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We Built This City (Library)

Civic pride has been riding a bit of a high in Calgary recently, and it has naught to do with any professional sports franchise, annual rodeo or the swell of nostalgia roused when considering a possible Olympic bid. The cause for such a recent surge was actually the opening of the new Central Library on November 1. Winning further accolades from some was the fact that the project ultimately came in $10M under budget. While one must admit that the new central library is not perfect in all ways, it is fair to say that in a word, the new facility is stunning. 

The new central library is stunning in many ways, not only in its architecture: boasting some 240,000 square feet of space, offering 30+ bookable meeting rooms, trebling the amount of public seating to nearly 2000, providing more than 200 public computer terminals, a “teen tech lab,” a performance hall, AVR studios (and more!), and all in a brand new facility that has become an instant landmark in Calgary’s downtown. What is most significant about this new library is that it offers a brand new arena for people to gather and for community to grow.

The library obviously offers vast and varied physical space, but it is the conversations that it helps to inspire that will prove its greatest value. This new space is set to generate noise, not silence, among the people of Calgary. This type of “noise” is not the type one might associate with debates over such things as the aforementioned Olympic bid, or questionable public art installations. Instead, the noise originating from and developing in this community hub will be that of shared ideas and shared experiences. Unlike many of the other buildings we enter in our urban centres, the new library is not a space and place focused on enticing you to spend your money, instead it is a space created to inspire activity, interaction, thought and growth among all people.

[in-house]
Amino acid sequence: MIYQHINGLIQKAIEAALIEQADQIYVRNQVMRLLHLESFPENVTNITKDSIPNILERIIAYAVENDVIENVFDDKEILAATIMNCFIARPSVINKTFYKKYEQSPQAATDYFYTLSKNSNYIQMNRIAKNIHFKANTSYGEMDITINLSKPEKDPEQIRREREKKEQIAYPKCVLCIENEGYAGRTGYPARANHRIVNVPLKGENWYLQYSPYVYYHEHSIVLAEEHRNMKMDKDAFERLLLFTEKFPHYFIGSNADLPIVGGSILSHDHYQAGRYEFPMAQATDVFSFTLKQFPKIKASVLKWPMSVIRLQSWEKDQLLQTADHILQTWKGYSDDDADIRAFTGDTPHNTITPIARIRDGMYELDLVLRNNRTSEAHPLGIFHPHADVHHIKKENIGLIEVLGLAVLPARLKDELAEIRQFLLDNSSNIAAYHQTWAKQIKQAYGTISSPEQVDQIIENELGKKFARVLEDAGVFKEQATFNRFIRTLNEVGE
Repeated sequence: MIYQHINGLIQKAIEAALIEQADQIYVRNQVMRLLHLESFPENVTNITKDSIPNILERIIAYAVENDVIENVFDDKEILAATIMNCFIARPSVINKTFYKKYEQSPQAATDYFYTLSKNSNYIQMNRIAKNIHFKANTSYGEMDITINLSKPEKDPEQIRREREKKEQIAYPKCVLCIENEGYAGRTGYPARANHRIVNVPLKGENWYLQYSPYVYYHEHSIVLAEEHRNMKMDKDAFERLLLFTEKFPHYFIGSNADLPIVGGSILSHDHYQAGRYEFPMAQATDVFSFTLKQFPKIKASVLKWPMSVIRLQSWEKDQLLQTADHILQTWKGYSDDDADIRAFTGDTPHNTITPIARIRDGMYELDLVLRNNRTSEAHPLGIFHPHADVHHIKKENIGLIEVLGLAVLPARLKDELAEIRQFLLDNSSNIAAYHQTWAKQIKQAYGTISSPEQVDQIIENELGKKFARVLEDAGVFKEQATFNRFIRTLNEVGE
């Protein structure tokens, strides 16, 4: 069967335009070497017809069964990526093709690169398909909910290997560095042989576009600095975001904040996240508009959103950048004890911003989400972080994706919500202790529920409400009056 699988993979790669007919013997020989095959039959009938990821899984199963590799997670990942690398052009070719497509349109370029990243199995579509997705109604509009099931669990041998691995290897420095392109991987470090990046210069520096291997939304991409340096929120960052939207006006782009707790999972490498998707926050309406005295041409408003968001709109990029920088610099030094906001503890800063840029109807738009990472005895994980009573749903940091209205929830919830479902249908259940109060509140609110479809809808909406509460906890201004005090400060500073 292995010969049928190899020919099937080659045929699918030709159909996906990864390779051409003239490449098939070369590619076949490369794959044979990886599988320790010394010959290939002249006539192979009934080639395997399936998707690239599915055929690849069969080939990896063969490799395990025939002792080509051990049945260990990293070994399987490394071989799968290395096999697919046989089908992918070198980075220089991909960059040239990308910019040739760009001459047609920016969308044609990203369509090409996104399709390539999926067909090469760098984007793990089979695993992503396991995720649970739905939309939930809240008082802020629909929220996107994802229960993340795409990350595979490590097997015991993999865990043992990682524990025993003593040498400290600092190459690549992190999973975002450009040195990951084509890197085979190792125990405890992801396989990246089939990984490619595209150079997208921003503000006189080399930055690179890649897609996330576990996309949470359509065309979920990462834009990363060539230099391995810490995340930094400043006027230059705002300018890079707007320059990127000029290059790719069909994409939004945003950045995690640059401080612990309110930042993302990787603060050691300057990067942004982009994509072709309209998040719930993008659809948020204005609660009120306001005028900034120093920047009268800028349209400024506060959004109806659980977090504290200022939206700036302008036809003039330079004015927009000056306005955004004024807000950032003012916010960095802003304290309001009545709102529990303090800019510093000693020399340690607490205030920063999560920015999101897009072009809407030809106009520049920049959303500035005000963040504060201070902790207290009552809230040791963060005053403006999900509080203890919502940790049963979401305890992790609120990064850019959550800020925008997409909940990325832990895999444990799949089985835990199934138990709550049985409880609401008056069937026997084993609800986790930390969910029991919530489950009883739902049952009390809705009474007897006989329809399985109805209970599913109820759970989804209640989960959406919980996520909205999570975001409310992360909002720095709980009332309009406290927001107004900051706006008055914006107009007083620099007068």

The design of the building, though stunning, should not overshadow the established qualities of a public library. Libraries continue to welcome all people, regardless of background or income level. Libraries continue to level the intellectual playing field by making resources and services available to all. Libraries continue to promote learning and the pursuit of knowledge with their resources and programming. I would propose that in a sense, libraries continue to be radicals in what they do. It is hard to imagine that if the concept of a public library did not already exist today, that politicians and hardworking taxpayers could be convinced to build such a public facility from the ground up. To be honest, it can still be hard to convince some today that libraries have a role and purpose that extends beyond basic book borrowing, and that they offer more than what an Internet connection, a Google search on a smartphone or a Wikipedia entry can.1

What’s more, I find it refreshing to read news about a public library (any library) where the institution is being celebrated, rather than those other instances where the institution is being asked to justify or to defend their very existence. Libraries are not newer and smoother roads, nor more police officers or firefighters, but they are a vital part of our cities. Calgary should embrace feeling a sense of pride in having opened such a significant building, and I for one am happy to point to the new central library as a symbol of what civic spending and vision can achieve, rather than say having to point to a reinforced concrete bobsled track instead.

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[1] This perhaps, is a larger conversation for another time…

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